[Ml-stat-talks] Fwd: This Friday in the Political Methodology Seminar: Martin Lindquist (Johns Hopkins University, Department of Statistics) - "Functional Causal Mediation Analysis with an Application to Brain Connectivity"

Kosuke Imai kimai at Princeton.Edu
Mon Feb 9 13:56:15 EST 2015


This talk may be of interest to some of you.

Best,
Kosuke

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Kosuke Imai               Office: Corwin Hall 036
Professor                 Phone: 609-258-6601
Department of Politics    Fax: 609-258-1110
Princeton University      Email: kimai at Princeton.Edu
Princeton, NJ 08544-1012  http://imai.princeton.edu
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---------- Forwarded message ----------
From: Benjamin H. Fifield <bfifield at princeton.edu>
Date: Mon, Feb 9, 2015 at 1:39 PM
Subject: This Friday in the Political Methodology Seminar: Martin Lindquist
(Johns Hopkins University, Department of Statistics) - "Functional Causal
Mediation Analysis with an Application to Brain Connectivity"
To: polmeth at princeton.edu


 Hi everyone,

 This Friday, on February 13th, Professor Martin Lindquist (Johns Hopkins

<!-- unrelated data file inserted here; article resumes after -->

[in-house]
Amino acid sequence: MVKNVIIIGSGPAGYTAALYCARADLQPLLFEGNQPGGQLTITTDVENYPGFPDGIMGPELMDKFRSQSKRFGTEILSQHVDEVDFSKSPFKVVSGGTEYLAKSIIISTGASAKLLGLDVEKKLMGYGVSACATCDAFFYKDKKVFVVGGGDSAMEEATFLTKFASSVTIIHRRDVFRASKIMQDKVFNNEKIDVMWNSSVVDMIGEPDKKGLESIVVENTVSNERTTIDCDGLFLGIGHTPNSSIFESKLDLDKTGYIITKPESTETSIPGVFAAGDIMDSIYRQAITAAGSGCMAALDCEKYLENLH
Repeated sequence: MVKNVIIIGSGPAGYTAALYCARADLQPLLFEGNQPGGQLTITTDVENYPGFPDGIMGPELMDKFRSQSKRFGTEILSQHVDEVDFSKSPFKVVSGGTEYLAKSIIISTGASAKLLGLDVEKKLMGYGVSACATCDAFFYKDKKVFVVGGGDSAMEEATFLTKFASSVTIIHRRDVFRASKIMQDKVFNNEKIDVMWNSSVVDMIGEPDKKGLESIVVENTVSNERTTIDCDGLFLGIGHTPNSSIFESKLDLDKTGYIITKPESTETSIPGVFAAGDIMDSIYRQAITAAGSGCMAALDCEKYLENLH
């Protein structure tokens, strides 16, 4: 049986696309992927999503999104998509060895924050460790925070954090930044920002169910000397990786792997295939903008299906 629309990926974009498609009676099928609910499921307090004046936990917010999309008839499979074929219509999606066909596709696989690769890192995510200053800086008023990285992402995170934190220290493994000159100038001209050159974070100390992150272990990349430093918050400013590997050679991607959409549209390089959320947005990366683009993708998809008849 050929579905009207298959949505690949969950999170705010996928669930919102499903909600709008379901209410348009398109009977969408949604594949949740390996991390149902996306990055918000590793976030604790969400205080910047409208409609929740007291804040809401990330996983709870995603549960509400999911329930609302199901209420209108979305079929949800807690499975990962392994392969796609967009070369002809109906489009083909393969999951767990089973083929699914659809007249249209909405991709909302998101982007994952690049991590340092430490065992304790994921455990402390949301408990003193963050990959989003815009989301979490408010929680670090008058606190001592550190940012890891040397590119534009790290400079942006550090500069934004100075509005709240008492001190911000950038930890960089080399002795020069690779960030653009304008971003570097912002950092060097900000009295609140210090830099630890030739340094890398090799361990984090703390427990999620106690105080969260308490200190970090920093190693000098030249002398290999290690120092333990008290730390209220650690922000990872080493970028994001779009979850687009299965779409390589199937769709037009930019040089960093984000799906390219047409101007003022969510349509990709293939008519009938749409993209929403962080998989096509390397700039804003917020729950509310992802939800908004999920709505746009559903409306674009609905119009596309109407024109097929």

University, Department of Biostatistics) will be presenting his talk titled
"Functional Causal Mediation Analysis with an Application to Brain
Connectivity" in the Political Methodology Seminar.  The talk's abstract is:

 "Mediation analysis is often used in the behavioral sciences to
investigate the role of intermediate variables that lie on the causal path
between a randomized treatment and an outcome variable. Typically,
mediation is assessed using structural equation models (SEMs) with model
coefficients interpreted as effects. In this paper we present an extension
of SEMs to the functional data analysis (FDA) setting that allows the
mediating variable to be a continuous function rather than a single scalar
measure, thus providing the opportunity to study the functional effects of
the mediator on the outcome. We provide sufficient conditions for
identifying the average causal effects of the functional mediators using
the extended SEM. The method is applied to data from a functional magnetic
resonance imaging (fMRI) study of thermal pain that sought to determine
whether activation in certain brain regions mediated the effect of applied
temperature on self-reported pain."

 An associated paper and the seminar's calendar can be found at:
http://q-aps.princeton.edu/book/political-methodology-research-seminar. We
will be meeting at noon on Friday in Corwin 127. Lunch will be served.

 Best,

 Ben

  --------------------
Ben Fifield
Ph.D Candidate
Department of Politics
Princeton University
203-858-9407
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